- The two-judge Bench decision in 2013 examined the issue in the context of the DMK coming to power in 2006 on the promise of distributing television sets to the poor and carrying it out.
- It ruled that such schemes are permissible under the Directive Principles of State Policy and that spending of public funds on them cannot be challenged if it is based on appropriations passed by the legislature.
Advantages of Freebies
- Facilitates Growth: Some examples show that some expenditures have overall benefits, such as the Public Distribution System, employment guarantee schemes, education support, and increased health expenditures, particularly during the pandemic.
- These contribute significantly to the population’s productive capacity and aid in the development of a healthier and stronger workforce, which is an essential component of any growth strategy. The same is true for government spending on education or health care.
- Boosts Industries: States such as Tamil Nadu and Bihar are known for providing sewing machines, saris, and cycles to women, but they do so using budget funds, which contributes to the sales of these industries.
- Given the corresponding production, it can be considered a boon to the supplier industry rather than a waste of money.
- Essential for Meeting Expectations: In a country like India, where states have (or do not have) a certain level of development, there are expectations on the part of the people that are met by such promises of freebies.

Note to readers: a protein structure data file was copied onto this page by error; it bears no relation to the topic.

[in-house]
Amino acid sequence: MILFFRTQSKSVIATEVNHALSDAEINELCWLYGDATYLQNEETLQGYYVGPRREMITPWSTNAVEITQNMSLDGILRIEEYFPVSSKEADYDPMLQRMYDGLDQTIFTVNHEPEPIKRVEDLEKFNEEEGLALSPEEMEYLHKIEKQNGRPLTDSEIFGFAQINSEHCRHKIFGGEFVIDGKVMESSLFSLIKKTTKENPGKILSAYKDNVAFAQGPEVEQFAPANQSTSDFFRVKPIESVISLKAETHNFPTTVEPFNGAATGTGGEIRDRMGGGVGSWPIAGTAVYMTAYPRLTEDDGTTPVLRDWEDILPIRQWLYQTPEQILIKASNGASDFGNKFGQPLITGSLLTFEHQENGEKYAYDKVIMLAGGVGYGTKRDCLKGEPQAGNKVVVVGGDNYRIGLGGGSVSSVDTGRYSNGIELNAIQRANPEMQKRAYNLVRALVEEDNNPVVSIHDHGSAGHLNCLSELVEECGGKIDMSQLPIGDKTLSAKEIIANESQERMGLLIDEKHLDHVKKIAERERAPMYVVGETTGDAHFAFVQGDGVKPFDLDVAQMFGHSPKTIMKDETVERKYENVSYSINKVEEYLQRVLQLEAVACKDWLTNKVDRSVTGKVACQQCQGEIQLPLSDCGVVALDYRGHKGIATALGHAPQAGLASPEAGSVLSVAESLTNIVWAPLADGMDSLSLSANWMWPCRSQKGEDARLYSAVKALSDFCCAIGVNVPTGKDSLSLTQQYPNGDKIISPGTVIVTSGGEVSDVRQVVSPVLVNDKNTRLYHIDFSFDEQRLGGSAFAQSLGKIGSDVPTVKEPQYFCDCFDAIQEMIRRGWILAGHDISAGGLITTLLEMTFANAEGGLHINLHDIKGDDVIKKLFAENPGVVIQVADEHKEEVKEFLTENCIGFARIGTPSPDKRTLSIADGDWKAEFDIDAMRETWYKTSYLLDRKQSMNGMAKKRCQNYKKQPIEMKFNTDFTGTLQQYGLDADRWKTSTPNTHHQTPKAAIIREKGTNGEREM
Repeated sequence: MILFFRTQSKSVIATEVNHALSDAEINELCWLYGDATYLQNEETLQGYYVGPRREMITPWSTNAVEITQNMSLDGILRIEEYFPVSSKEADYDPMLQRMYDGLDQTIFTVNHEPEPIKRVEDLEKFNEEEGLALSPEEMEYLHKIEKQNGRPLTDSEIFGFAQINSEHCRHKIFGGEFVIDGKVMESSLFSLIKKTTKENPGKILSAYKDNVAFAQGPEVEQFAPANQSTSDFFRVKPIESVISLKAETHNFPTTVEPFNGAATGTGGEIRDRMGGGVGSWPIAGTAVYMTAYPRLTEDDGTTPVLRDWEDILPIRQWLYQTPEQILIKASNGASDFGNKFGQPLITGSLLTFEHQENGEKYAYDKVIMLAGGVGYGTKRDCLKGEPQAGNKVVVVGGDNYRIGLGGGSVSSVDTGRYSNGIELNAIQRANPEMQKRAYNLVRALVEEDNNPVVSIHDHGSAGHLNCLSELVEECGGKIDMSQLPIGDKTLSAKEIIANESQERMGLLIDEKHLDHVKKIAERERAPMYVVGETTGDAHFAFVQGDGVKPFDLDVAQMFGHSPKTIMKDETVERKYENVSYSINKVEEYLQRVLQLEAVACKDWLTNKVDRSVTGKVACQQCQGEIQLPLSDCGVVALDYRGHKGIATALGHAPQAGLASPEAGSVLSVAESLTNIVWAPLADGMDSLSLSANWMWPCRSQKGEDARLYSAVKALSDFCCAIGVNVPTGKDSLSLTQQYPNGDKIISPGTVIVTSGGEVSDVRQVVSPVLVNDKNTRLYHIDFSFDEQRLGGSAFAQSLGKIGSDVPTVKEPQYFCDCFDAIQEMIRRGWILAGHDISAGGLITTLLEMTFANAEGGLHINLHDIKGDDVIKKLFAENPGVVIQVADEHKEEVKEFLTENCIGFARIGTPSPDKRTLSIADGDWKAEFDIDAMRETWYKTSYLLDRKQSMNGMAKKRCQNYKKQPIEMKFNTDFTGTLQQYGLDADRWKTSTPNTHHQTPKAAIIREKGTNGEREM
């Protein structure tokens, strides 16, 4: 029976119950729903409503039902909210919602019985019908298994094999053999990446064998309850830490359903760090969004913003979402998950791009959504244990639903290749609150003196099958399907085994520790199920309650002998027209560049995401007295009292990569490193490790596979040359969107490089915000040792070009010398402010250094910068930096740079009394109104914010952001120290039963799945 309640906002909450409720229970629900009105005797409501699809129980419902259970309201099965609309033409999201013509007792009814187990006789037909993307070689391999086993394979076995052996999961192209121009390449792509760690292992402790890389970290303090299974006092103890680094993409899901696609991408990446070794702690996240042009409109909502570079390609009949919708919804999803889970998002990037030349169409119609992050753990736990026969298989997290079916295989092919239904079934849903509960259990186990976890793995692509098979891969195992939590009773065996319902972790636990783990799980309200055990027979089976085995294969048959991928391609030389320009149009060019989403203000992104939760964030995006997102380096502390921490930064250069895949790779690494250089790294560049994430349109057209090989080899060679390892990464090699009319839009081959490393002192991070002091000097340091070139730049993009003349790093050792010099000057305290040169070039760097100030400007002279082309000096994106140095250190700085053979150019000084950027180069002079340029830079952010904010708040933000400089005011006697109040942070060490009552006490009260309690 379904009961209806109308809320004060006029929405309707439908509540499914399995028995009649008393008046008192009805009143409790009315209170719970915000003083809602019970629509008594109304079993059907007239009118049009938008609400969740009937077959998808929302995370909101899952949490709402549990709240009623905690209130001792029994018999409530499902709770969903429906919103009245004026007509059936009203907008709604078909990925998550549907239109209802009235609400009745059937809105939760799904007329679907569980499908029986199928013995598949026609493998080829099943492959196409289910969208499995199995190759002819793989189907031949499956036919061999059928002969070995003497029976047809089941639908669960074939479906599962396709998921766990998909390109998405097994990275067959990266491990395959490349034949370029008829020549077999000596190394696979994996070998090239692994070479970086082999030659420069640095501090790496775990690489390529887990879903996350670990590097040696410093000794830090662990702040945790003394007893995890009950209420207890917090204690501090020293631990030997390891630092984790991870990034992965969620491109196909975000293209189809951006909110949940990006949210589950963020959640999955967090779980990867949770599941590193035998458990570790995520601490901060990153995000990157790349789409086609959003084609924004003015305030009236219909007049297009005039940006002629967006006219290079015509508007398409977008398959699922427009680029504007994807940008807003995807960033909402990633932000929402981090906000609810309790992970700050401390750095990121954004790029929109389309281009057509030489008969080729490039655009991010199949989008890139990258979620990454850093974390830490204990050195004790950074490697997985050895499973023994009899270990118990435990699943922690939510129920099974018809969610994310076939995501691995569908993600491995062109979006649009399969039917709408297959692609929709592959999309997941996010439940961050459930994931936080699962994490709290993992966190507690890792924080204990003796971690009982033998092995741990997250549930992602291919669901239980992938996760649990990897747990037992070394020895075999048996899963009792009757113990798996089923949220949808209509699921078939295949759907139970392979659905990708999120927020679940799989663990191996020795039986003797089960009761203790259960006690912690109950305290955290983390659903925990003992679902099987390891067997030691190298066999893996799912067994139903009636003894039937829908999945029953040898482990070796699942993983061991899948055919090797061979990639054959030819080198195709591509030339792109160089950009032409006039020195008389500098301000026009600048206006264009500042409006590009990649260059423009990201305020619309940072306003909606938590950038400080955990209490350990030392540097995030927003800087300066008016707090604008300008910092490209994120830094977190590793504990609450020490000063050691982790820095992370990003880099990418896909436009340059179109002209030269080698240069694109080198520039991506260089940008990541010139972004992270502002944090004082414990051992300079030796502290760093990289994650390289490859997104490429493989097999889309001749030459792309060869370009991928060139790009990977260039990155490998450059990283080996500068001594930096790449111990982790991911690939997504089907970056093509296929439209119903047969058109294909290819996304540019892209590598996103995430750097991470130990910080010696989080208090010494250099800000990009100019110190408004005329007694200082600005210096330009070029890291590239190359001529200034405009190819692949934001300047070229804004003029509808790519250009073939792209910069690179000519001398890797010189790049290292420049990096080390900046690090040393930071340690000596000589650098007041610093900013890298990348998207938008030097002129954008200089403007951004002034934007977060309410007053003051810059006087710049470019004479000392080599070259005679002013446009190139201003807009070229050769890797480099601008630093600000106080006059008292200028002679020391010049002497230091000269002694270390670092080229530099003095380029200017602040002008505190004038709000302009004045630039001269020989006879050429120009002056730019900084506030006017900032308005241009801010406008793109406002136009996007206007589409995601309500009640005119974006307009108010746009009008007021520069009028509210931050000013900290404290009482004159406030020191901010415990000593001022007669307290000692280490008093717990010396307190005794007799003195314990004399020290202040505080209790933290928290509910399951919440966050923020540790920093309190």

- Furthermore, there are comparative expectations when people in neighboring/other states (with different ruling parties) receive freebies.
- Helps Lesser Developed States: In states with a lower level of development and a higher proportion of the population living in poverty, such freebies become need/demand-based, and it becomes necessary to provide such subsidies to the people for their own upliftment.
Disadvantages of Freebies
- Macroeconomically Unstable: Freebies undermine the fundamental framework of macroeconomic stability, freebie politics distorts expenditure priorities, and outlays remain concentrated on one type of subsidy or another.
- Impact on State Fiscal Situation: Offering freebies has an impact on the public exchequer, and most Indian states do not have strong financial health and often have very limited revenue resources.